Recent Public Memorials In Bucharest: Paul Neagu's Century Cross

Paul Neagu's Century Cross was set up at Charles de Gaulle Plaza (the former TelevisionPlaza), Bucharest, in September 1997, as a memento of the 1989 anti-Communist riots. It is a six meter wide lenticular bronze disk with a large cross pattern on both faces made up of strings of rhombi that perforate its surface. As it is rotated under a 45 degree angle with respect to two major avenues that reach the Plaza at a straight angle, the Century Cross marks a point of visual connection between two important public monuments situated further down on the avenues. Both of these monuments used to be isolated previously from one another: the Triumph Arch, a twenty-five meter tall ivory-white stone structure (Arch. Petre Antonescu, 1935-36) erected in commemoration of Romania's major victories during the First World War; and the Pilots' Statue (Lidia Kotzebue, 1930-1935) a memorial to military victims of air fighting in the first decades of the 20th century. Neagu challenges common perceptions by placing the Century Cross in proximity to the considerably more ponderous Triumph Arch and the almost equally high Pilots' Statue, both of which are situated about 700 meters away from it. For instance, the Triumph Arch dominates the circus where it is located; its white stone hypnotizes the eye, its majestic proportions compel the onlooker to grow aware of the imperative rhetoric of architecture. While, on the contrary, Neagu's shadowy six meter wide disk loses its outline, as the passers-by circle it around. Yet, this is a deliberate antithesis. With the Triumph Arch and likewise with the Pilot's Statue the cardinal theme is military bravery, whereas Neagu's monument commemorates a genocide. In December 1989 and during the first months of 1990, well-armed terrorists (belonging to the security forces of the communist regime) taking shelter on the roofs of houses, sure of their physical invulnerability, shot several hundred young demonstrators in the streets. So, one of Paul Neagu's main problems in designing the monument was to tune his sculptural discourse so as to leave no room for ambivalence of the subject dealt with, within a pre-set context of environing monuments. The young people marching through the streets of Bucharest in 1989-1990 had no guns. Nor did they want to fight. To them, one thing was obvious and had to be acknowledged as such. Communism had come to an end, and was imploding under its own inefficiency. They kept shouting 'No violence!' so as to make plain what kind of victory they had in mind. A victory that would avoid physical clash, that would convert armed conflict into a mental conflict, inviting debate and communication. The rhombi piercing the surface of the disk can be seen as functional: they consolidate the disk and keep it from getting distorted under its own weight, which is about nine tons. However, though it would have been easy for the artist to conceal the network of grids that secure the disk, the fact that they were deliberately converted into a visible pattern of holes calls for analogies. In 1989, the attempt of the communist regime to annihilate a number of personalities led to a massive response from the population. The reasons for the rebellion were the 'absent', the 'holes'. Likewise the Romanian flag with a hole in the midst of it (with the arms of socialism on the flag cut off) immediately grew into a symbol of the rebellion. Neagu was free to chose any pattern of holes to strengthen the disk. His choice of a cross pattern enhances symbolic intercommunication with the Triumph Arch and the Pilots' Statue. An architect would imagine a triumph arch by drawing first the horizontal axis of the way troops are expected to parade along. So the arch takes shape around a horizontal vector, and is meant as a monument to the living. On the other hand, the project of the Pilot's Statue, showing a winged human body, is a composition developed around a vertical vector. The figure recalling the legend of Icarus implies the idea of levitation and extols it as a gift of freedom – of that absolute freedom which is the privilege of death. Thus, the surface of the disk acts as a sort of mirror in which both the inward drives of the Triumph Arch and of the Pilots' Statue coalesce. Paul Neagu, who devoted about 25 years of his sculptor's career developing Hyphens, a motif slowly grown into a emblem of his strivings, did not miss an outstanding opportunity to advocate – this time at a monumental scale – the value of his aesthetic credo. For the Century Cross successfully hyphenates the two monuments with which it is visually related. The Triumph Arch, the Pilots' Statue, the Century Cross: fight-and-triumph, fight-and-sacrifice, sacrifice-without-fighting. The Century Cross brings to life a heroic triangle within the geography of Bucharest. The triangle pre-existed en puissance before Neagu's monument was put up. It resulted from the symbolic conjunction of the Triumph Arch and the Pilots' Statue, as mediated by VictoryPlaza. Yet, owing to the Century Cross, added visual interrelation reaches the 'critical mass' and invites to be experienced at a distinct level of awareness. The Century Cross, Neagu explained in the press release at the inauguration of the monument, "refers to a deep space and a solid time, both belonging to history and tradition." It is tempting to interpret the Century Cross in the context of Neagu's outstanding interest in providing sculptural comment to a would-be graphical sign. At closer examination, Neagu's hyphens turn out to be a disguise for an advocacy of the virtues of geometrism in sculpture. Hyphen, as tantamount to a straight line, is Neagu's subtle tool for advocating a reappraisal of sculptural language – as part of an elaborate system of aesthetic thinking called 'generative art'. For the Century Cross, its perfectly round contour engulfed in the very center of the vast space of the Charles de Gaulle Plaza, can be imagined as the hypertrophied avatar of another graphical sign, the dot, which also possesses a geometric avatar: the point. The Century Cross looks like a point (a dot). The cross pattern made up of dots traversing the body of the sculpture does emphasize this feeling. And while the two orthogonal lines meet in a central dot to designate what can equally be perceived as a pair of axes – a subtle metaphor for a nation compelled to make a new start in 1989 – the Century Cross all of a sudden seems to acquire a distinct signification. One that would detach it from any historic contingency only to transfer it to the 'deep space and to the solid time' of geometry. For geometry inescapably pushes the 'visitor' to meet the friendly sign of a cross that is surely representative as of 'the Century'. Outstanding acts of heroism are sure to be entered into history records. And so does hubris when it reaches an exceptional scale. Still, while wounds inflicted upon a community as part of a heroic striving are readily healed through the very compensatory effect of heroism, irrespective of whether it results in victory or defeat, wounds consecutive to acts of hubris are bound never to heal but to set in motion the destructive wheel of vendetta. In Charles de Gaulle Plaza, the rhombi perforating the disk evoke the atrocity of murder. There remained for the artist one way to commemorate the drama while at the same time pleading for wisdom and social harmony. The sign of the cross on Neagu's disk is meant to exorcise evil. And exorcism was needed. This is the more clear for the older population of the city of Bucharest who still remember that the previous names of the now Charles de Gaulle Plaza were, in direct succession: Hitler's Plaza and then Stalin's Plaza.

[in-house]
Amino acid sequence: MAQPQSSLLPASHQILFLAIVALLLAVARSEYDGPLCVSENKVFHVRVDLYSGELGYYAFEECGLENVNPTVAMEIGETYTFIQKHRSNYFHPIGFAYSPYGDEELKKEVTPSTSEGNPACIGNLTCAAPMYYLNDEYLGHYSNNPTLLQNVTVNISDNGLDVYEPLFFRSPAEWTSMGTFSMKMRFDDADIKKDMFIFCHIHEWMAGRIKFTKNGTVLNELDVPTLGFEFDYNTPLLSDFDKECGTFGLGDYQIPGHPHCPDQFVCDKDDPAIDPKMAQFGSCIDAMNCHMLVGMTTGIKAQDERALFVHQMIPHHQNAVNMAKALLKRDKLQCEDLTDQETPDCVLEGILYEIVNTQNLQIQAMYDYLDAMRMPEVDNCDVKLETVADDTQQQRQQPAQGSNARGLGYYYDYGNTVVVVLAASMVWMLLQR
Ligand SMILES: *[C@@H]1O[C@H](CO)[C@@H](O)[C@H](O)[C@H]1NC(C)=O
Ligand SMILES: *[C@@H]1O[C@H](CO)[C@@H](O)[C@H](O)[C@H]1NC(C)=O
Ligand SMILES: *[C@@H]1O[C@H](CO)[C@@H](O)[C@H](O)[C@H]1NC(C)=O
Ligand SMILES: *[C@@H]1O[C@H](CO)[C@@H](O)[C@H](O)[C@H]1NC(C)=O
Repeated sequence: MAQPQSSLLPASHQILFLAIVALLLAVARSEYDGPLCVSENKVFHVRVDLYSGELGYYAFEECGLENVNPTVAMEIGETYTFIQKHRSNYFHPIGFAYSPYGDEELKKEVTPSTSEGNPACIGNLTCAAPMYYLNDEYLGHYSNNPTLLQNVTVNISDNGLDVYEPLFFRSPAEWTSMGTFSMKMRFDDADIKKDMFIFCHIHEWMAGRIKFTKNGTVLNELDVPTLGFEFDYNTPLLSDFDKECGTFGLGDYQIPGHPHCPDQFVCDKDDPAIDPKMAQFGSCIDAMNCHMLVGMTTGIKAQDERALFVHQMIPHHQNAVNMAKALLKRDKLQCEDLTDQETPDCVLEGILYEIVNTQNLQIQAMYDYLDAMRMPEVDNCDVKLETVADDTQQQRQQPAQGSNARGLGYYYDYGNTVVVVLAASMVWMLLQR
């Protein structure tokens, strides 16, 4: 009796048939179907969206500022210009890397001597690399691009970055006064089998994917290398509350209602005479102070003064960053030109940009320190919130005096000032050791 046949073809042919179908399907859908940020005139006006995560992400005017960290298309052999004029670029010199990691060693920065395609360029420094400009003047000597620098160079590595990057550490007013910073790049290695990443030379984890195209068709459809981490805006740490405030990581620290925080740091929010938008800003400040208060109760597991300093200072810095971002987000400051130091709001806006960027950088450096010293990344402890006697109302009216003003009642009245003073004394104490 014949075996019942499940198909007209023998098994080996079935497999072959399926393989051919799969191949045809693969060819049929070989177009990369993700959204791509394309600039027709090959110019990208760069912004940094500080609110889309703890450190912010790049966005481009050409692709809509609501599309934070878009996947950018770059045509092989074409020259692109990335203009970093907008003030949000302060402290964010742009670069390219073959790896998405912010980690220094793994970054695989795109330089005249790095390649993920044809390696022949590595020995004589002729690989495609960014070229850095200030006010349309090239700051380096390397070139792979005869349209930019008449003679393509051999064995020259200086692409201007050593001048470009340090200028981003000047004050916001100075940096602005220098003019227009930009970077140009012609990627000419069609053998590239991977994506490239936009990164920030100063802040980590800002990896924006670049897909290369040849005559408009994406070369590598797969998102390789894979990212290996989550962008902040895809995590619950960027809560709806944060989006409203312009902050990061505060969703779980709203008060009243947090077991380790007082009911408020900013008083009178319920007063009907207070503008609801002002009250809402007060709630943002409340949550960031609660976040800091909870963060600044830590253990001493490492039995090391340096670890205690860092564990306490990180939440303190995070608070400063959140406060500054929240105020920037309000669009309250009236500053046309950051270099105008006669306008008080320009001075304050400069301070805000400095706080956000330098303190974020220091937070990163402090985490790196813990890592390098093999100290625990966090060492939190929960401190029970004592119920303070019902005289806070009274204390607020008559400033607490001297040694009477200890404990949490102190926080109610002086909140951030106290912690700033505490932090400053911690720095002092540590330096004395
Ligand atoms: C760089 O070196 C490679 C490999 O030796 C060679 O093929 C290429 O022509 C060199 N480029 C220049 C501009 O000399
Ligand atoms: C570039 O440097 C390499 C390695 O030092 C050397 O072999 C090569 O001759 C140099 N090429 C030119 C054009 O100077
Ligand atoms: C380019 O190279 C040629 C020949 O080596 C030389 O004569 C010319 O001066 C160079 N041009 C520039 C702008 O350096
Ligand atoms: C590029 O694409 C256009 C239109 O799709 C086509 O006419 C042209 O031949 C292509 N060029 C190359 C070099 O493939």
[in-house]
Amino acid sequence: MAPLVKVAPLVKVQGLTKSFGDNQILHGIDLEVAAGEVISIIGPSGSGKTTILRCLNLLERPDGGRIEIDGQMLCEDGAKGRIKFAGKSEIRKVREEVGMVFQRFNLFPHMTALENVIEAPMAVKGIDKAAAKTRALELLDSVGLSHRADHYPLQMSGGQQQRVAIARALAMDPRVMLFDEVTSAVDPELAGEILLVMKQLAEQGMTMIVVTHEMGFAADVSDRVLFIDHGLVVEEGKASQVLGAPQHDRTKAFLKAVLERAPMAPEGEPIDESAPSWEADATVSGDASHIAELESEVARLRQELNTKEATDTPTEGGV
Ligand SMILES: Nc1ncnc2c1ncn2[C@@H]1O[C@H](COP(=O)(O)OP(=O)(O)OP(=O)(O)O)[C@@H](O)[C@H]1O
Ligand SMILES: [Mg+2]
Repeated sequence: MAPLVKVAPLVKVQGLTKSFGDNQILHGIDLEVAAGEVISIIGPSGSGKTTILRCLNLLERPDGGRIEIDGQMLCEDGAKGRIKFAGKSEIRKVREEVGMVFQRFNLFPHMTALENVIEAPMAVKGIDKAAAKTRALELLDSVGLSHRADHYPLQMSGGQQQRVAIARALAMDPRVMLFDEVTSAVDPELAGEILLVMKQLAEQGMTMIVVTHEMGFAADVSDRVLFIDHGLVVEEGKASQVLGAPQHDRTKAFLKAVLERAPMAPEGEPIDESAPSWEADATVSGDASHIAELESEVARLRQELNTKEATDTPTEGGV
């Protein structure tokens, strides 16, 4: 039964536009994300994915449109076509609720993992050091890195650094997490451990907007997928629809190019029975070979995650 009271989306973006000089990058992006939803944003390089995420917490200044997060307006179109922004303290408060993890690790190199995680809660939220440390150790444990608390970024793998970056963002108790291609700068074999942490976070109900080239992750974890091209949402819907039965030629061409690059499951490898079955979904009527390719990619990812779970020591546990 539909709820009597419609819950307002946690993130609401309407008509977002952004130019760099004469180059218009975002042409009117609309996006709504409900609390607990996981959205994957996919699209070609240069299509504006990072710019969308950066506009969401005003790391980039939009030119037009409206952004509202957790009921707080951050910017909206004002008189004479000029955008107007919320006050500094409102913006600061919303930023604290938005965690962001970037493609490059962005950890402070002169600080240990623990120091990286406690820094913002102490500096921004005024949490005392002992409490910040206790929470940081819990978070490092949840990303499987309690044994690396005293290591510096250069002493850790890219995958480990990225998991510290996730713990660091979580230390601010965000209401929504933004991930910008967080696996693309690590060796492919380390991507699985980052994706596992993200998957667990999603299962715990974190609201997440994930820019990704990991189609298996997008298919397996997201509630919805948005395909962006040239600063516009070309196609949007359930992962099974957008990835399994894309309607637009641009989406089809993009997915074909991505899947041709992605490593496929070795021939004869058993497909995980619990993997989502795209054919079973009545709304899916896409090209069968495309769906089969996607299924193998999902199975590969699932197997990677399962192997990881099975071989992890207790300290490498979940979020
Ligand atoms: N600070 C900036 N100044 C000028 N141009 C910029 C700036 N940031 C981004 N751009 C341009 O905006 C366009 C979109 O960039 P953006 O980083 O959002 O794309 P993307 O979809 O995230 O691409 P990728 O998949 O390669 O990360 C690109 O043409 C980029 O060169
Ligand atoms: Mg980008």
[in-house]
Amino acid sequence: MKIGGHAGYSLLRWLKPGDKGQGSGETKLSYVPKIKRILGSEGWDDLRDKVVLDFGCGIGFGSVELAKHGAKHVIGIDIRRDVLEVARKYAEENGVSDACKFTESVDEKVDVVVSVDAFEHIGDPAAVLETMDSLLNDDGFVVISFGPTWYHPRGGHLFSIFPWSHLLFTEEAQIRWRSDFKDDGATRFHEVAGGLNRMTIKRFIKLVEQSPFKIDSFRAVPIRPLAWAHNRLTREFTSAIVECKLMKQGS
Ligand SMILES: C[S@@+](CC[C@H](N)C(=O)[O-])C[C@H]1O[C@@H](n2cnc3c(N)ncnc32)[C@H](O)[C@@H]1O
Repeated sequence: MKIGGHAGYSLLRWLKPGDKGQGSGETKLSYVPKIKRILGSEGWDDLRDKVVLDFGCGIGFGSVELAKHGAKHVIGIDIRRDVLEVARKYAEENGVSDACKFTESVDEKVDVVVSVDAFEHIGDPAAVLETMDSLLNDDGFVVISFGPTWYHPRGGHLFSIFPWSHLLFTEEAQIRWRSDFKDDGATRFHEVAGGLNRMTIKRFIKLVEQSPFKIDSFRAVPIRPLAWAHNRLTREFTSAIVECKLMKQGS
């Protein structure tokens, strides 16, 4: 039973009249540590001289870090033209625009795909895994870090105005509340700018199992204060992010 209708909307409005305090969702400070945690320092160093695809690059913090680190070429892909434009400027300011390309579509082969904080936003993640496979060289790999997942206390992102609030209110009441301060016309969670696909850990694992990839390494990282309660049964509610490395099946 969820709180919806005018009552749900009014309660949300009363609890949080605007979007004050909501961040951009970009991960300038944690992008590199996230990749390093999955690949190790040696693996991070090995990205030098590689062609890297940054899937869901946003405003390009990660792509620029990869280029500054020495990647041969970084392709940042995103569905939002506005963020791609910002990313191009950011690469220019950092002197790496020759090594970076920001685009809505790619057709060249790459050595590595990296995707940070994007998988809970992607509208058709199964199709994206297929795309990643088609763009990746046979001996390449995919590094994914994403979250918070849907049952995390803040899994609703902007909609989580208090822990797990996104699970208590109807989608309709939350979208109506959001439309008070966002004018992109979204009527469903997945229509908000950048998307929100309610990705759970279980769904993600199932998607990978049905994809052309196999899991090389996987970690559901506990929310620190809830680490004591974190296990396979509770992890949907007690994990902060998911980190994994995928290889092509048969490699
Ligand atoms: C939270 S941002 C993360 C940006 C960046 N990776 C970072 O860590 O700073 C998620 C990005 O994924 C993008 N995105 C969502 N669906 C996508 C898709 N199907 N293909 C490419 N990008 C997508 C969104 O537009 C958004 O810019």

Paul Neagu1938 Born in Bucharest, Romania1959-65 Art Institute Nicolae Grigorescu, Bucharest1969 Arrived in London1972 Founded 'Generative Arts'1976 Naturalized British1991-92 New Romanian Citizenship1995 Registered 'Generative Art Trust' London 

by Matei Stârcea-Crăciun